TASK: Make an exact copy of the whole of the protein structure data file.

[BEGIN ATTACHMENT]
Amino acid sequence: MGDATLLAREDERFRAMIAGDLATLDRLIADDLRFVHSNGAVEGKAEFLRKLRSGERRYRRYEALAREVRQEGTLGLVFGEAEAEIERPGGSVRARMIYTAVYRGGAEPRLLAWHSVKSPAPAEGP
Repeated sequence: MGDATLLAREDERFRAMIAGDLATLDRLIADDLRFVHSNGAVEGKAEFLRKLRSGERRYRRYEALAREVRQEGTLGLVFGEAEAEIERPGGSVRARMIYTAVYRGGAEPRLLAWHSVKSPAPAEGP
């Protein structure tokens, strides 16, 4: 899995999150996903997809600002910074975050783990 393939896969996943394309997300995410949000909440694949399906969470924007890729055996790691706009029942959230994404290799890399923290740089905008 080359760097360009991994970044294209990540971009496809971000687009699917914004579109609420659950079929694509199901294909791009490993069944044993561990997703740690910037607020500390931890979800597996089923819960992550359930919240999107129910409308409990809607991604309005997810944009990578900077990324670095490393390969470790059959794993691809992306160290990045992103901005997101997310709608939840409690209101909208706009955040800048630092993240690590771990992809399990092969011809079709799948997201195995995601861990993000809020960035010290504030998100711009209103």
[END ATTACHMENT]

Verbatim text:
Amino acid sequence: MGDATLLAREDERFRAMIAGDLATLDRLIADDLRFVHSNGAVEGKAEFLRKLRSGERRYRRYEALAREVRQEGTLGLVFGEAEAEIERPGGSVRARMIYTAVYRGGAEPRLLAWHSVKSPAPAEGP
Repeated sequence: MGDATLLAREDERFRAMIAGDLATLDRLIADDLRFVHSNGAVEGKAEFLRKLRSGERRYRRYEALAREVRQEGTLGLVFGEAEAEIERPGGSVRARMIYTAVYRGGAEPRLLAWHSVKSPAPAEGP
């Protein structure tokens, strides 16, 4: 899995999150996903997809600002910074975050783990 393939896969996943394309997300995410949000909440694949399906969470924007890729055996790691706009029942959230994404290799890399923290740089905008 080359760097360009991994970044294209990540971009496809971000687009699917914004579109609420659950079929694509199901294909791009490993069944044993561990997703740690910037607020500390931890979800597996089923819960992550359930919240999107129910409308409990809607991604309005997810944009990578900077990324670095490393390969470790059959794993691809992306160290990045992103901005997101997310709608939840409690209101909208706009955040800048630092993240690590771990992809399990092969011809079709799948997201195995995601861990993000809020960035010290504030998100711009209103």